The Justice of the Peace Court handles
four basic types of civil cases which are described below.
A debt action is
a claim for a sum of money. Examples of debt actions include money claimed
on a loan, money claimed for purchases made, money claimed because work
for which payment has been made was not completed or properly done, money
claimed for unpaid rent, security deposits not returned, etc.
A civil trespass
action involves the wrongful, intentional, or negligent actions of a person
that resulted in damage to another’s property. For example, damages caused
by an improper act of another person may involve an automobile as a result
of a traffic accident, to a home, lawn, bicycle, or to any other personal
property. Information describing the incident, the type and amount of
damage, how the damages were calculated, and how the Defendant’s conduct
was improper must be stated in the complaint filed with the Court or in
a letter attached to the complaint.
Please note that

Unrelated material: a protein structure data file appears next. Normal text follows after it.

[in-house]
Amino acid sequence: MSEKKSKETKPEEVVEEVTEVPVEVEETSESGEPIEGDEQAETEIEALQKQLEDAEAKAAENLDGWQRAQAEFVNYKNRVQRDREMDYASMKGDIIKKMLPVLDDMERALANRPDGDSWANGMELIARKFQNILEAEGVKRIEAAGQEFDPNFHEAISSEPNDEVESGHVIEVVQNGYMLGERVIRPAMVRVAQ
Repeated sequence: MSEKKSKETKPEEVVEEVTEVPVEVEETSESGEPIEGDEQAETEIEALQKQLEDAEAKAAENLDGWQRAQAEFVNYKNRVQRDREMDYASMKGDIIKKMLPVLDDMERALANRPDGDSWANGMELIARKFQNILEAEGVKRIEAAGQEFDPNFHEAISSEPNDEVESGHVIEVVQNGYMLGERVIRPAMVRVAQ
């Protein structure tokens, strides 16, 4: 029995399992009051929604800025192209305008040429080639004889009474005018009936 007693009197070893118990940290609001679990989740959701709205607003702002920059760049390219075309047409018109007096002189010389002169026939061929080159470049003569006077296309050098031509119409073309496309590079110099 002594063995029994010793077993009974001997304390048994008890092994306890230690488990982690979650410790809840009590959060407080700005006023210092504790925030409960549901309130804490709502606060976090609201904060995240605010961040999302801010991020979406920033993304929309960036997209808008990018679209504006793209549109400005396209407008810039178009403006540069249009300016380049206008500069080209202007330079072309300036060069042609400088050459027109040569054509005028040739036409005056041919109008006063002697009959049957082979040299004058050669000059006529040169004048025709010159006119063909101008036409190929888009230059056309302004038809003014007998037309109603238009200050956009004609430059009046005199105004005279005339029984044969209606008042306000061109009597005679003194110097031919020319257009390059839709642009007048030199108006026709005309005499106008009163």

the Justice of the Peace Court cannot hear actions involving personal
injuries, mental anguish, etc.
A replevin action
may be filed by a person to get back an article or item of personal property
that is being withheld from them by another person. A detailed description,
serial number and value of the personal property must be included with
LANDLORD/TENANT (SUMMARY POSSESSION) ACTIONS
This action may be
filed by the landlord for possession of a rented property because of unpaid
rent or abuse and misuse of the rented property. If the landlord is seeking
back rent along with possession of the unit, this claim may be included
in the summary possession action. However, if the landlord is seeking
back rent only and not possession of the unit, a debt action should be
filed. Tenants may also file a landlord/tenant action if they have been
wrongfully kept out of the rented property. However, a claim for the return
of a security deposit only should be filed as a debt action.
Before the action
may be filed by a landlord, notice in writing must be given or sent to
the Tenant by the landlord. This notice must state that the tenant as
at least five days to pay the rent or at least seven days to correct the
abuse or misuse (ten days, if a mobile home) and that if the tenant does
not do so as instructed, a suit for possession may be filed with the Court.
actions may involve either residential or commercial units, as well as
For more information
see the booklet, How to File
and Defend a Summary Possession Action in the State of Delaware and
Code and/or Mobile
Homes Lots and Leases Act, as appropriate.